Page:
BIG BROTHER. By Lionel Shriver. Harper. 373 pages. $27.

Lionel Shriver’s personal life has garnered almost as much attention as her acclaimed novels. Her candid admissions that she only allows herself one meal a day and has shunned motherhood for fear of not loving the child as much as herself, have made her a polarizing public figure.

After the sudden, international success of her 2003 novel “We Need to Talk About Kevin,” a dark story about a teenage shooter and his apathetic mother, Shriver was often asked to defend the darkness of her novels and of her mind. Her response was unapologetic and stern: it was humanity’s fault, not hers.

In her new novel, “Big Brother,” Shriver looks at a problem that is as private as it is public: morbid obesity.

Pandora has always idolized her older brother Edison. He was attractive and musically talented, so no one was surprised when he headed to New York as a teen and became a successful jazz pianist. Meanwhile, Pandora found her own success when she turned a prank gift into a highly lucrative business making customized pull-string dolls. Her family was acquired as suddenly as her professional success when she married Fletcher, a fitness freak with two teenage children. Their marriage, like her husband’s strict diet, is bland.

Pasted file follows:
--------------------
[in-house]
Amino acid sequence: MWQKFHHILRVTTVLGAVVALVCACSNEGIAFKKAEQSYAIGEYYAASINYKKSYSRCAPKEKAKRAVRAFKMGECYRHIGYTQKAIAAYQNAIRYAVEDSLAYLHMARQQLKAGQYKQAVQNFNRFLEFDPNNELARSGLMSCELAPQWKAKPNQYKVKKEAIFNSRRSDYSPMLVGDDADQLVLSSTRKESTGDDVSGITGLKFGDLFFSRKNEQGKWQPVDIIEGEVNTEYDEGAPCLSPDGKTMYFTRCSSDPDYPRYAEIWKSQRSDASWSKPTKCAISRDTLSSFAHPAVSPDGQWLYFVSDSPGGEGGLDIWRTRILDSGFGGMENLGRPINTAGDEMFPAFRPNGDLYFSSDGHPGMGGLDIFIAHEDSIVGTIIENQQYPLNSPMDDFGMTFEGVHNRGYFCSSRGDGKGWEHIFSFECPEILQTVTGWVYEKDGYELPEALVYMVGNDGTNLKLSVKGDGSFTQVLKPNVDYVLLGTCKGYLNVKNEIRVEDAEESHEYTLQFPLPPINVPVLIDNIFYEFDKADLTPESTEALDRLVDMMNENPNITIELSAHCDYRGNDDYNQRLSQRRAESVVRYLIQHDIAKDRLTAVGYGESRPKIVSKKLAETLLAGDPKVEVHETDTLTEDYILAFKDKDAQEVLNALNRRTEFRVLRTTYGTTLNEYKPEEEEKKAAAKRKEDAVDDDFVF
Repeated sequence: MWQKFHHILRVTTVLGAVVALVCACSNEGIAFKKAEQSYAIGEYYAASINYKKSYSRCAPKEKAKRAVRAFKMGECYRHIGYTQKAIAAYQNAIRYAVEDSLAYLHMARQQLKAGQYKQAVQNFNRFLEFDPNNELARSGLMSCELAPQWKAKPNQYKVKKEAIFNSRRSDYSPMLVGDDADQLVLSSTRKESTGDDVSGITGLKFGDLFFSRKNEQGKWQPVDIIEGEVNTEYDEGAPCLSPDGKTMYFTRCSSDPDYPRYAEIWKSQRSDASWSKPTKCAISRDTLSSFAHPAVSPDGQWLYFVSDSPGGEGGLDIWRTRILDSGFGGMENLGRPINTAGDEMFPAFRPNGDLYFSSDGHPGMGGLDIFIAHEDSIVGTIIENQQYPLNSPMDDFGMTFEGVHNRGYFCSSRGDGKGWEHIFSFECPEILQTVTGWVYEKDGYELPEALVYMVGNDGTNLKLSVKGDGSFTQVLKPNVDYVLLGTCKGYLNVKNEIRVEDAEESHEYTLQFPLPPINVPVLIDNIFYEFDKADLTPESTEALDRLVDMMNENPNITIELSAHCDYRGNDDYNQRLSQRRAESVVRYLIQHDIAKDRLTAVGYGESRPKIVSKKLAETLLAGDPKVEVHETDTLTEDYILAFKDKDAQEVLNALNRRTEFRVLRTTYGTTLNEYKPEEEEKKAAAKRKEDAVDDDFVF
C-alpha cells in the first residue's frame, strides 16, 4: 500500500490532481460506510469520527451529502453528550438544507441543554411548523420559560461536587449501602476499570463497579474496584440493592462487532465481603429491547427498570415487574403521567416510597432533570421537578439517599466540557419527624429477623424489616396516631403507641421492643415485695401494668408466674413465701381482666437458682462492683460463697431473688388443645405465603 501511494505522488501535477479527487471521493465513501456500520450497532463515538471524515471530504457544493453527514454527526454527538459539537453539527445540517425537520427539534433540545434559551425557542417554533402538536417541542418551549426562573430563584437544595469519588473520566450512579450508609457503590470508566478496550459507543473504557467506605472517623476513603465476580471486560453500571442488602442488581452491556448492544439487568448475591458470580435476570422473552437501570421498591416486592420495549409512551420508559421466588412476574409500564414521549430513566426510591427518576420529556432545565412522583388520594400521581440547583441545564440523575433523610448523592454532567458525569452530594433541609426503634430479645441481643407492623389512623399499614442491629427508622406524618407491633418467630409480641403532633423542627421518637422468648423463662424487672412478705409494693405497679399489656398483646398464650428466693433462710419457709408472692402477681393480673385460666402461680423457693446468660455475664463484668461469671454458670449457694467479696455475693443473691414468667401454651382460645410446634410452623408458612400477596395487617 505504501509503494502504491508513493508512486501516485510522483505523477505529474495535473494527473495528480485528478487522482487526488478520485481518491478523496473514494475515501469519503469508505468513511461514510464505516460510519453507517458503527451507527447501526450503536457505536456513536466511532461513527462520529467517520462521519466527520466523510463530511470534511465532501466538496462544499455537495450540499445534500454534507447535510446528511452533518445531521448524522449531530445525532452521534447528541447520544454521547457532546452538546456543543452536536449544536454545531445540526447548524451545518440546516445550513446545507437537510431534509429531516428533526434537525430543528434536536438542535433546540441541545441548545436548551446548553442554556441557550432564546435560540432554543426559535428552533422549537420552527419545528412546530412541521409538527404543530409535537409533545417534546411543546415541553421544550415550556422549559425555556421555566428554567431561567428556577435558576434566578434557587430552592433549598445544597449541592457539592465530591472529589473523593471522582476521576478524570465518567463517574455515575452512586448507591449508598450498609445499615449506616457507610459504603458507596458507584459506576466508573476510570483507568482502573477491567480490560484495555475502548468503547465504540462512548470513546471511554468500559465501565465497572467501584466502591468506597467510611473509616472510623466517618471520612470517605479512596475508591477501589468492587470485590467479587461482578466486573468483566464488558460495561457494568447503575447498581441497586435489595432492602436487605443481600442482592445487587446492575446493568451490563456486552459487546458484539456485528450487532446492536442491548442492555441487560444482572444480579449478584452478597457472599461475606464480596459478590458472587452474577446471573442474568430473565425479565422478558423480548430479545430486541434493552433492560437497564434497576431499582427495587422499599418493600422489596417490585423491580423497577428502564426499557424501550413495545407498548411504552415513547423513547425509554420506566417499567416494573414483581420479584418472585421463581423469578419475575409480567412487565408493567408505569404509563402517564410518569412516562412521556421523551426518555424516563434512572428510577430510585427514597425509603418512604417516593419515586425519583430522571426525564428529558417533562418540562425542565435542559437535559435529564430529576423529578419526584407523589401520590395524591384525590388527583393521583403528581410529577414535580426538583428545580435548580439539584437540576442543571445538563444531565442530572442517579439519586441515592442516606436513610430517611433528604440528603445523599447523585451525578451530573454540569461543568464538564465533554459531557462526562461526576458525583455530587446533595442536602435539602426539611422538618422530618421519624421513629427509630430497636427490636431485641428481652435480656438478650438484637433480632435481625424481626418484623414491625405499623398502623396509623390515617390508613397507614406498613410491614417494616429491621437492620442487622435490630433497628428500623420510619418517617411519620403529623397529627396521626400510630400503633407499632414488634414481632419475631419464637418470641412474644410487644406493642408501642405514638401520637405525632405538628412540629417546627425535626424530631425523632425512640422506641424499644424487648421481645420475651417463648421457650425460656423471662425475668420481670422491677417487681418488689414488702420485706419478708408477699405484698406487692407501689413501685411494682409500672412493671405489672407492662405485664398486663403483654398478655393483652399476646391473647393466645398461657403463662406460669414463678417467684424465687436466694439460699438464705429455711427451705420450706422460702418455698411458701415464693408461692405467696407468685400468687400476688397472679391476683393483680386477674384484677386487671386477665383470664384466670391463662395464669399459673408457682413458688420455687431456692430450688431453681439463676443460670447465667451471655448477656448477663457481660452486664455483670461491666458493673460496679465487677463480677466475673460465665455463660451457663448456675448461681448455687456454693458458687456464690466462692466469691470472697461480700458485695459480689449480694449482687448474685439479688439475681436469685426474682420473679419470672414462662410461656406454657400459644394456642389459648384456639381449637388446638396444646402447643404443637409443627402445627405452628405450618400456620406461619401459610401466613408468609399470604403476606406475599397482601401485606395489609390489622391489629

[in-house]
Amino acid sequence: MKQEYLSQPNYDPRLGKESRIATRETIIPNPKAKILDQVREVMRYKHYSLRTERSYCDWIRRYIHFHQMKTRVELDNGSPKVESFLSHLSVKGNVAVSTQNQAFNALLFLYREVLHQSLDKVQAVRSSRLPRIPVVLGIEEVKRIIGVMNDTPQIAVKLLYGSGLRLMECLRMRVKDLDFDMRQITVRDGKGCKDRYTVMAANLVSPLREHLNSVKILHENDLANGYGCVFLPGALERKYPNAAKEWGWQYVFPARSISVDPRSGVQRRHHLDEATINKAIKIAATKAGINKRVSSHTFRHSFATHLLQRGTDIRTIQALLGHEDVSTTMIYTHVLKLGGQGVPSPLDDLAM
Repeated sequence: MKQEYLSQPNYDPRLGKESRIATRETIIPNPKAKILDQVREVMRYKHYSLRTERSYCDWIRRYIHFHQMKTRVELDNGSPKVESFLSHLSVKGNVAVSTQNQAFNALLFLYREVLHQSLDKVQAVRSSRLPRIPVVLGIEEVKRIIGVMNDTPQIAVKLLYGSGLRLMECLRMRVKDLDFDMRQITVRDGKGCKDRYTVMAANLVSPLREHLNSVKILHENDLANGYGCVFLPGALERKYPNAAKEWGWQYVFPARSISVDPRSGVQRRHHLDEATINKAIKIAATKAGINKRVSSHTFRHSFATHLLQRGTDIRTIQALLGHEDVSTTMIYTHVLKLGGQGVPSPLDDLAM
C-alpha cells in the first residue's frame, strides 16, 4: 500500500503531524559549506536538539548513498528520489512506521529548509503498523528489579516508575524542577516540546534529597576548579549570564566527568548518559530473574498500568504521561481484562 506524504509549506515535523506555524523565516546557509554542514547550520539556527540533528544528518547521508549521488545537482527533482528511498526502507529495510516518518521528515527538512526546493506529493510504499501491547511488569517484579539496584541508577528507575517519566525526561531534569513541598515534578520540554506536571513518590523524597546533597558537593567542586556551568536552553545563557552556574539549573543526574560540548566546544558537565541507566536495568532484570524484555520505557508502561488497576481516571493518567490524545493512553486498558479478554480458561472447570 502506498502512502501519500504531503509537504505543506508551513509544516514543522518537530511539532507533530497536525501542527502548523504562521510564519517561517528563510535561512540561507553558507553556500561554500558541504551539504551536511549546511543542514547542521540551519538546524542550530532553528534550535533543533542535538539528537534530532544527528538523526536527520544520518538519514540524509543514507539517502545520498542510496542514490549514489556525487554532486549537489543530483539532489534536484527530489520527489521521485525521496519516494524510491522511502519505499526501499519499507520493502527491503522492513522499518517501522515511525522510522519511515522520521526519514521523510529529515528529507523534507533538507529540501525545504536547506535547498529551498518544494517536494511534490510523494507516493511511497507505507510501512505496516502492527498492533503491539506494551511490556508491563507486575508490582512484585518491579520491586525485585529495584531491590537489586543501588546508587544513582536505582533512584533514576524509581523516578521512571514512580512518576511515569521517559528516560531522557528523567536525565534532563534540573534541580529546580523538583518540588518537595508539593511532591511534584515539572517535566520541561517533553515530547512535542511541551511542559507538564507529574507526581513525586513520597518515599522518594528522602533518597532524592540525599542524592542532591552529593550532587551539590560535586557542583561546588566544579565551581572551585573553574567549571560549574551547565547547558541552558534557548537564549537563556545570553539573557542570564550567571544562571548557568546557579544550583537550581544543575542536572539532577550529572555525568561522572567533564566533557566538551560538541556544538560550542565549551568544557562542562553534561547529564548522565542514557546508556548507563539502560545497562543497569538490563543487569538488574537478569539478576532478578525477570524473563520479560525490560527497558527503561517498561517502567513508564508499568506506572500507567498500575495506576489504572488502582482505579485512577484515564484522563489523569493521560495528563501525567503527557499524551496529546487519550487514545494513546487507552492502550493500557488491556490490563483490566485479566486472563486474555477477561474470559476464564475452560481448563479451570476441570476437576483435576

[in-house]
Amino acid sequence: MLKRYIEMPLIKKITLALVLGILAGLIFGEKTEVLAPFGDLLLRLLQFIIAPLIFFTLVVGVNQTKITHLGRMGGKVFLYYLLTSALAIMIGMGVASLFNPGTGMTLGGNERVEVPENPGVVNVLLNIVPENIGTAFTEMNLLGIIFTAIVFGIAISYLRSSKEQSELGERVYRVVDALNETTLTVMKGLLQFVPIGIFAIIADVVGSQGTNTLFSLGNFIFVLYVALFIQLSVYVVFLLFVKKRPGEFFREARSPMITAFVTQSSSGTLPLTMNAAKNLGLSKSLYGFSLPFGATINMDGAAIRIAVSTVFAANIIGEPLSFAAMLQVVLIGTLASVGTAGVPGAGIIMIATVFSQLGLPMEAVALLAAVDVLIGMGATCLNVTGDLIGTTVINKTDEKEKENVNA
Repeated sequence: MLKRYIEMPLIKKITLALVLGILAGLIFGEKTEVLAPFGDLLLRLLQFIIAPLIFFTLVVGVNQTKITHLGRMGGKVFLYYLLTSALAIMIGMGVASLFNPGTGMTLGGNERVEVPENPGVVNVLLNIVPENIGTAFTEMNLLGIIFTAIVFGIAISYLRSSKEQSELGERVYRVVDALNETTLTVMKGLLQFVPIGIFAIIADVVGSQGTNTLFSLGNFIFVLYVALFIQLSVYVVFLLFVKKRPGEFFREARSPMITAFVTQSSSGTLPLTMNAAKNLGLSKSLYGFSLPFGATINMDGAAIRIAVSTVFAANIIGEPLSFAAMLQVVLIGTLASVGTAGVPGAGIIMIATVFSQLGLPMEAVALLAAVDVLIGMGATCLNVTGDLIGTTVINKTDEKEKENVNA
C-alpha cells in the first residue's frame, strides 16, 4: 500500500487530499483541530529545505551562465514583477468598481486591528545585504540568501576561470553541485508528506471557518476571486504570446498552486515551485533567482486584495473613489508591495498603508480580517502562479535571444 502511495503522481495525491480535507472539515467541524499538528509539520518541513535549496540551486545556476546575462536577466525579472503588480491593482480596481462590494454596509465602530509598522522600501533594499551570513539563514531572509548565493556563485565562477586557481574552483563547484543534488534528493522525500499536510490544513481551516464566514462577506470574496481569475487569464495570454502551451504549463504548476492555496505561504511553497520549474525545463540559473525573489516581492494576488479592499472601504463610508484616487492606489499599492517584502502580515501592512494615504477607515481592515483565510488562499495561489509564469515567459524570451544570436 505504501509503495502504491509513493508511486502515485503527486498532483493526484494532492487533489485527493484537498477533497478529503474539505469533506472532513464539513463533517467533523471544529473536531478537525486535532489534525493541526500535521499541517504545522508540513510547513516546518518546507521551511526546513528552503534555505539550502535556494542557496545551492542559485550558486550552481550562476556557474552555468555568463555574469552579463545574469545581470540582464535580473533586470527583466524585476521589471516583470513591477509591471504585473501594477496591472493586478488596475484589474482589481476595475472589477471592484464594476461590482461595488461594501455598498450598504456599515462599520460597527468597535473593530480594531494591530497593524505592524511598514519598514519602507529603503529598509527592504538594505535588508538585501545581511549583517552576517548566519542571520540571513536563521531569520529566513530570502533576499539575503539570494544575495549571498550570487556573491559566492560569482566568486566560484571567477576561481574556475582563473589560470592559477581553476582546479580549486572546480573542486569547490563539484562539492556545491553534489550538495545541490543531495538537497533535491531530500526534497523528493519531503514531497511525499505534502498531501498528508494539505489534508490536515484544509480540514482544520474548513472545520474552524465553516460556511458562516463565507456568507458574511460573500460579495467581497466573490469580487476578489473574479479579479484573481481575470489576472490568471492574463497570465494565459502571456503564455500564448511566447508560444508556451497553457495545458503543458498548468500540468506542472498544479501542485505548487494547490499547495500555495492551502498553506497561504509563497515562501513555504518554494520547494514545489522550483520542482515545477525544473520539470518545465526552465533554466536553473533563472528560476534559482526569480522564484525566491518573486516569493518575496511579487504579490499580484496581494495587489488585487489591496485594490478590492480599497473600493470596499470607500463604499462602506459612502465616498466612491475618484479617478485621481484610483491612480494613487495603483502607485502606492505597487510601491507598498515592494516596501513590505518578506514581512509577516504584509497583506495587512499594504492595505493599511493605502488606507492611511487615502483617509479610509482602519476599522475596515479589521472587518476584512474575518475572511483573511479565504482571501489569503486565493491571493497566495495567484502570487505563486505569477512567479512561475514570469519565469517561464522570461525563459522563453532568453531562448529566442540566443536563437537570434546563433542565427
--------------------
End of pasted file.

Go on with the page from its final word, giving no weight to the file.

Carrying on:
When Pandora’s estranged brother calls and asks to visit, she knows he is “bound to breathe some life into that vast blank house ... that, since the advent of Fletcher’s mad cycling and cheerless diet, had erred on the grim side.”

She quickly agrees to host her brother, and like the mythical Pandora, lets loose a chaos she can’t anticipate.

When Edison is wheeled into the baggage terminal of the airport, he weighs hundreds more pounds than when they last met. Pulled between social niceties and her own disgust, Pandora at first makes little of having to find a chair that will fit her brother’s new size.

His short visit turns into a longer one, which puts a strain on more than just her husband’s handmade chairs. Forced to choose between her familial and marital bonds, Pandora discovers that “what is wonderful about kinship is also what is horrible about it: there is no line in the sand, no natural limit to what these people can reasonably expect from you. ... Ergo, what Edison could ‘reasonably’ expect from me was infinite.”

Picking up any of Shriver’s previous novels guarantees an unflinching and insightful glimpse into a hot-button topic.

With her latest, however, the momentum never gets started. Like her character, the novel seems bloated and in need of parsing. Having admitted that she’s drawn to the perilous territory of the human mind, one would expect to excavate the shadowy corners of these characters; but long passages ramble on, making the characters more clouded than visible.

A twist at the ends adds little to the novel and might even frustrate readers. There is ambivalence in the novel, an emotional blandness that marks Shriver’s style, though in “Big Brother,” it seems to distance the reader from the characters, making it difficult to care about them and their revelations.

Reviewer Summer Mauldin is an editor and writer living in Charleston.